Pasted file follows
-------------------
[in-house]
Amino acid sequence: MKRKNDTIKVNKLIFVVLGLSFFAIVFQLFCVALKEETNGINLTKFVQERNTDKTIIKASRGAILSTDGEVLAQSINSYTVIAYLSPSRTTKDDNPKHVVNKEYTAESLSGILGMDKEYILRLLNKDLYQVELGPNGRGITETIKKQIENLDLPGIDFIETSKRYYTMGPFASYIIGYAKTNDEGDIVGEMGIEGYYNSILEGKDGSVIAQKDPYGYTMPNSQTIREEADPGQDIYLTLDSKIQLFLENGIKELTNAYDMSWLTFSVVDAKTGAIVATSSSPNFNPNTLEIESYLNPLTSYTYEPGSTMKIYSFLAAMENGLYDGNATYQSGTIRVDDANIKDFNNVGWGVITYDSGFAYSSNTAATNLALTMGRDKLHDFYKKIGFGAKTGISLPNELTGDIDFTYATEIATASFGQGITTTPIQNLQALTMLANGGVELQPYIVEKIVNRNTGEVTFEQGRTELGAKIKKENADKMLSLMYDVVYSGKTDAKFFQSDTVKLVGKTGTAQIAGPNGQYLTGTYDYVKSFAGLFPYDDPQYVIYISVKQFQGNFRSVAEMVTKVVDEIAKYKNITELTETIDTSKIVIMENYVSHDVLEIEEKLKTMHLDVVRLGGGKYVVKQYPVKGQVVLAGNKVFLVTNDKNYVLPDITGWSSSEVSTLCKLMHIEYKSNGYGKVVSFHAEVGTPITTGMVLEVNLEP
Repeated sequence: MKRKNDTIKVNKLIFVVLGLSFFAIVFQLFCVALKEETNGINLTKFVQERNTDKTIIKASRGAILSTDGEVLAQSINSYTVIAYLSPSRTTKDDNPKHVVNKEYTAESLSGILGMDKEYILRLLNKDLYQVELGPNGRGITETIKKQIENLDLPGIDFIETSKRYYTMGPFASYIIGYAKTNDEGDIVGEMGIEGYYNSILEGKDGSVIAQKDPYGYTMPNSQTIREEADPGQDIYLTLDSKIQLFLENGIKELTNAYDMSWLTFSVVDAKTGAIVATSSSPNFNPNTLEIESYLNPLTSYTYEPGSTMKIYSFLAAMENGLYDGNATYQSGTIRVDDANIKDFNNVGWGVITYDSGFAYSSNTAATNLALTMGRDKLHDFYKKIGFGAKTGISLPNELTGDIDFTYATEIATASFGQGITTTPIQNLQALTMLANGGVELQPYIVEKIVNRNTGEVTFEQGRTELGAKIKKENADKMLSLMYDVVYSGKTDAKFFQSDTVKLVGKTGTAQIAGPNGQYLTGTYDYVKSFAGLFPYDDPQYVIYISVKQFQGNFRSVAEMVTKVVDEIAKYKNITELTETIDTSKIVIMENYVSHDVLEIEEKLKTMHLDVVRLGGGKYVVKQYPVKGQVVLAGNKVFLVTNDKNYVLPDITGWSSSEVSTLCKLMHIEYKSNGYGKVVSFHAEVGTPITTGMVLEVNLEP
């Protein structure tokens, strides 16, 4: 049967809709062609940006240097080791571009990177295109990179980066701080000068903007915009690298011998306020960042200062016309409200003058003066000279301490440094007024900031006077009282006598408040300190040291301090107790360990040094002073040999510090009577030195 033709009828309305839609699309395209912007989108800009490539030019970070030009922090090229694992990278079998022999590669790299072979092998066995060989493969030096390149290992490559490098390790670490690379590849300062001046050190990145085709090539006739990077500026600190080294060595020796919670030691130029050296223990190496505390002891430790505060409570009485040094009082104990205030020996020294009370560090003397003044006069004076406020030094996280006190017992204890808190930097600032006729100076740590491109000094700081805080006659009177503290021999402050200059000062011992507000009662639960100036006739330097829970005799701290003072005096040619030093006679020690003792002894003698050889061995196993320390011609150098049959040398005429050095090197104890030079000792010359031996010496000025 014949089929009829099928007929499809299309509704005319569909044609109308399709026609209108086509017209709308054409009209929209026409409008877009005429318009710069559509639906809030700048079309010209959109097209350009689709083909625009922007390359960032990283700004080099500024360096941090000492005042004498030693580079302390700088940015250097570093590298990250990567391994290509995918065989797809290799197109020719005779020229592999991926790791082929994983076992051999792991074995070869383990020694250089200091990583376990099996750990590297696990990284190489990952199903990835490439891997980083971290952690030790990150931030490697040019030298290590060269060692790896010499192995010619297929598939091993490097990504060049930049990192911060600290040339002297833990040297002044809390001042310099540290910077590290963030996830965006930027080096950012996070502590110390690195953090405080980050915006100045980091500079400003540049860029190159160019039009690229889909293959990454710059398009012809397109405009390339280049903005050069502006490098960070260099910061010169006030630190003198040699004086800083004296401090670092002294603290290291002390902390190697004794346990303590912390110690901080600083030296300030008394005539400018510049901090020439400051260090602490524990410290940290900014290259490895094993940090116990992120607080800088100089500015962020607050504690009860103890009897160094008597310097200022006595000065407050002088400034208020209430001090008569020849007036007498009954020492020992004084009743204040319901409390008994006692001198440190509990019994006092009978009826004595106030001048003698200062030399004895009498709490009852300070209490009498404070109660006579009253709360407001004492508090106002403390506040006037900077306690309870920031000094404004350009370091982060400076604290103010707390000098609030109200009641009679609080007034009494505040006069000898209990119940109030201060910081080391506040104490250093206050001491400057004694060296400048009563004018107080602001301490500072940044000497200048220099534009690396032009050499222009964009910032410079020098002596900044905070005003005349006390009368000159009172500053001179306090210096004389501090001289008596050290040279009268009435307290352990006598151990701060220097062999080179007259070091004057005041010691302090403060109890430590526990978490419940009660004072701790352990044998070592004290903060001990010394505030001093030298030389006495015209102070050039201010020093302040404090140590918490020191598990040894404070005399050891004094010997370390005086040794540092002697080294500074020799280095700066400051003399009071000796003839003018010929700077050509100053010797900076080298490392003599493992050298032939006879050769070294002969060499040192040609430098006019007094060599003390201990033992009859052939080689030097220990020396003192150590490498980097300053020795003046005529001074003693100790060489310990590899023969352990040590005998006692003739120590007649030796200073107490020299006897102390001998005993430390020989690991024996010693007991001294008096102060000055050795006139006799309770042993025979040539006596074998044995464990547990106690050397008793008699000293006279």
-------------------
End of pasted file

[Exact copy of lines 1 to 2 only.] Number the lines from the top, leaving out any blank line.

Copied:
[in-house]
Amino acid sequence: MKRKNDTIKVNKLIFVVLGLSFFAIVFQLFCVALKEETNGINLTKFVQERNTDKTIIKASRGAILSTDGEVLAQSINSYTVIAYLSPSRTTKDDNPKHVVNKEYTAESLSGILGMDKEYILRLLNKDLYQVELGPNGRGITETIKKQIENLDLPGIDFIETSKRYYTMGPFASYIIGYAKTNDEGDIVGEMGIEGYYNSILEGKDGSVIAQKDPYGYTMPNSQTIREEADPGQDIYLTLDSKIQLFLENGIKELTNAYDMSWLTFSVVDAKTGAIVATSSSPNFNPNTLEIESYLNPLTSYTYEPGSTMKIYSFLAAMENGLYDGNATYQSGTIRVDDANIKDFNNVGWGVITYDSGFAYSSNTAATNLALTMGRDKLHDFYKKIGFGAKTGISLPNELTGDIDFTYATEIATASFGQGITTTPIQNLQALTMLANGGVELQPYIVEKIVNRNTGEVTFEQGRTELGAKIKKENADKMLSLMYDVVYSGKTDAKFFQSDTVKLVGKTGTAQIAGPNGQYLTGTYDYVKSFAGLFPYDDPQYVIYISVKQFQGNFRSVAEMVTKVVDEIAKYKNITELTETIDTSKIVIMENYVSHDVLEIEEKLKTMHLDVVRLGGGKYVVKQYPVKGQVVLAGNKVFLVTNDKNYVLPDITGWSSSEVSTLCKLMHIEYKSNGYGKVVSFHAEVGTPITTGMVLEVNLEP